Before proceeding, it should be noted that the predictions presented below should not be considered as valid estimations of the election results, but as part of an ongoing research. The reason they are published here is for providing evidence that the method was developed and applied before the elections and hence is not biased towards the actual results.
In our previous work we have exploited the potential of Twitter data to forecast the 2014 EU elections for three different countries. In the current research, we focus on the Greek elections, which have just begun and are expected to end at 19:00 (local time).
Since January, 9th we have been aggregating tweets written in the Greek language containing a political party’s name, its abbreviation or some common mispells. We have also aggregated opinion polls conducted during the same period. We extracted several features out of the aggregated data (Twitter-based and poll-based) and treated our task as a time-series forecasting problem.
The predictions of our method are summarised below. While several improvements to our past approach have been made (including a more appropriate sentiment analysis method and the use of Twitter-users’ weights), the training period was considerably shorter (16 days compared to 48 in the EU elections). Thus, the predictions should be read with caution. We plan to compare our model to all polls conducted during our processing time, as well as to the 19:00 Exit Polls.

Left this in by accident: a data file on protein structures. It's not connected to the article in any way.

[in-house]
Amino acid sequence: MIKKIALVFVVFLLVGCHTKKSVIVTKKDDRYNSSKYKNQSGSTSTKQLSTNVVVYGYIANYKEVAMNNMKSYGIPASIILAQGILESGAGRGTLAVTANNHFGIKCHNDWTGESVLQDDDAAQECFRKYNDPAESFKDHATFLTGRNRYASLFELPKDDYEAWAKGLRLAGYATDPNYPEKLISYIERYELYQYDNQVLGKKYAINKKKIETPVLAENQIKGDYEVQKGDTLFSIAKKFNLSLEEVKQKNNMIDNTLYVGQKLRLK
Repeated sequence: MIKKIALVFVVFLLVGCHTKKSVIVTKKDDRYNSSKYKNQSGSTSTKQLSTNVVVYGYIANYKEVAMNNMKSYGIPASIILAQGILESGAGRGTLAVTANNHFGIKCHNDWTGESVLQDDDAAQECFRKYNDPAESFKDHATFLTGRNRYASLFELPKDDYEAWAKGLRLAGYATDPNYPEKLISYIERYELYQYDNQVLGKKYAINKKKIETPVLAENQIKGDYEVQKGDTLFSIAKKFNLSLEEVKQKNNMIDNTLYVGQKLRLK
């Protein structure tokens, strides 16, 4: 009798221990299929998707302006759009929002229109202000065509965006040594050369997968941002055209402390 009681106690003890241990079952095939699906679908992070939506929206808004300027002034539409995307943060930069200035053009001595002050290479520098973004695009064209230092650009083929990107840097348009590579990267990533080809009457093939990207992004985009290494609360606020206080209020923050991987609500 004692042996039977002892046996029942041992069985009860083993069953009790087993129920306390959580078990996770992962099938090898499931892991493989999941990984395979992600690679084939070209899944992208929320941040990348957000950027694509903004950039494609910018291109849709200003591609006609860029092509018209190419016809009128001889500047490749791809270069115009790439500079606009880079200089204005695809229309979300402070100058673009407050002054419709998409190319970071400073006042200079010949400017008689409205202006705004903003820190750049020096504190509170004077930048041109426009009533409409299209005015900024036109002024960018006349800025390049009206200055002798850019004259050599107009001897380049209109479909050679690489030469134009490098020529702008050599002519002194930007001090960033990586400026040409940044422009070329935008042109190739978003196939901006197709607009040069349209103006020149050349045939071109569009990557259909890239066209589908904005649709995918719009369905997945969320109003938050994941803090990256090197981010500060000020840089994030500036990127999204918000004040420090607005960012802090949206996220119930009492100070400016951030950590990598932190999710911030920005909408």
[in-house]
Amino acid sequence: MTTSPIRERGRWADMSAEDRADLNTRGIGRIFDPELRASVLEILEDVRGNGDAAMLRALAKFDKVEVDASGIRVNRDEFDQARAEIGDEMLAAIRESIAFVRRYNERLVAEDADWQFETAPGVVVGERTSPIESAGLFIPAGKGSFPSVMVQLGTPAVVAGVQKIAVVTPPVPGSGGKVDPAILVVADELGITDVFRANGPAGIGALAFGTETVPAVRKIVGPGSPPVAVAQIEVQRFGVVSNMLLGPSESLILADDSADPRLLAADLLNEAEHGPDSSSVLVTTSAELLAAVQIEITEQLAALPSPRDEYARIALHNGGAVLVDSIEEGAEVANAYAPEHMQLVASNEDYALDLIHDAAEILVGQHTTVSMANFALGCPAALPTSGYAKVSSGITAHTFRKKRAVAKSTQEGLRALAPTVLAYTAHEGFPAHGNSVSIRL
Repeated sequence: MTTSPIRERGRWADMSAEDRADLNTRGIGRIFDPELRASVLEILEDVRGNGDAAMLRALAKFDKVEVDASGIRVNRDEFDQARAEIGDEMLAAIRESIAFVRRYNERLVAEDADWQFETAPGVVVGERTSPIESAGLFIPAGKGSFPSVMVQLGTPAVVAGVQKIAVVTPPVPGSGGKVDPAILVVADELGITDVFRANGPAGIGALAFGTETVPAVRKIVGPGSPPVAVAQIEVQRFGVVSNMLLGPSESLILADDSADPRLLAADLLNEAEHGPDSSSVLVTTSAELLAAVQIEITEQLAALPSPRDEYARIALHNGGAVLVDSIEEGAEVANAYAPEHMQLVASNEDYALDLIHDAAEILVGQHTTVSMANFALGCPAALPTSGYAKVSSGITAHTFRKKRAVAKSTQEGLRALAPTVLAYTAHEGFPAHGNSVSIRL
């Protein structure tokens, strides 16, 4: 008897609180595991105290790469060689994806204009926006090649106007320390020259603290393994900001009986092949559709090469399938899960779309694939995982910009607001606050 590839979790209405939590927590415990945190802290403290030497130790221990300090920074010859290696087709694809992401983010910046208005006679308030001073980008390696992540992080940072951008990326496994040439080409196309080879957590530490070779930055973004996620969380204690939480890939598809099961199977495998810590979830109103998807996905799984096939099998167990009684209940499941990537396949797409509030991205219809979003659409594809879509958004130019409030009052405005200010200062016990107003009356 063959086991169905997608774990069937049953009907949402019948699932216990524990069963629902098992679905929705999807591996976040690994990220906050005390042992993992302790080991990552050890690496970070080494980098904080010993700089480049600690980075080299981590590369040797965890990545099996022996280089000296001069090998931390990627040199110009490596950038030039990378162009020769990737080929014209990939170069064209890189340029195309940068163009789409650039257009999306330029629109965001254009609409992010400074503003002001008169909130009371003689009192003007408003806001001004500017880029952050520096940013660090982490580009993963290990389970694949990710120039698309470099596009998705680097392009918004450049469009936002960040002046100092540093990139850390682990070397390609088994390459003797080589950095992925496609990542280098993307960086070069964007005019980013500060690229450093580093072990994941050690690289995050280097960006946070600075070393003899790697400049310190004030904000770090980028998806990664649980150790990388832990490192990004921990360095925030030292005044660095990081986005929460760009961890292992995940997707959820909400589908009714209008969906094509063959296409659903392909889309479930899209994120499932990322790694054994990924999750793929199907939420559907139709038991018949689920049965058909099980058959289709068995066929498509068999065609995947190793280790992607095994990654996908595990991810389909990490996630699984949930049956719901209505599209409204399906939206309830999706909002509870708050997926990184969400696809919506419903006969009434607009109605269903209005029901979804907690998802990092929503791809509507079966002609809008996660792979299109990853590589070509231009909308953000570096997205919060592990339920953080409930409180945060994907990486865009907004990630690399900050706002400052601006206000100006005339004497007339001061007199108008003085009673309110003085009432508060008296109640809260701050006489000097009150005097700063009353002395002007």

|Party||Voting Share (%)||Number of Seats|
It should be noted that in order for a party to enter the parliament, a minimum of 3% of the total votes is needed, whie in order for a political party to form a government by its own, a minimum of 151 (out of 300) seats is needed.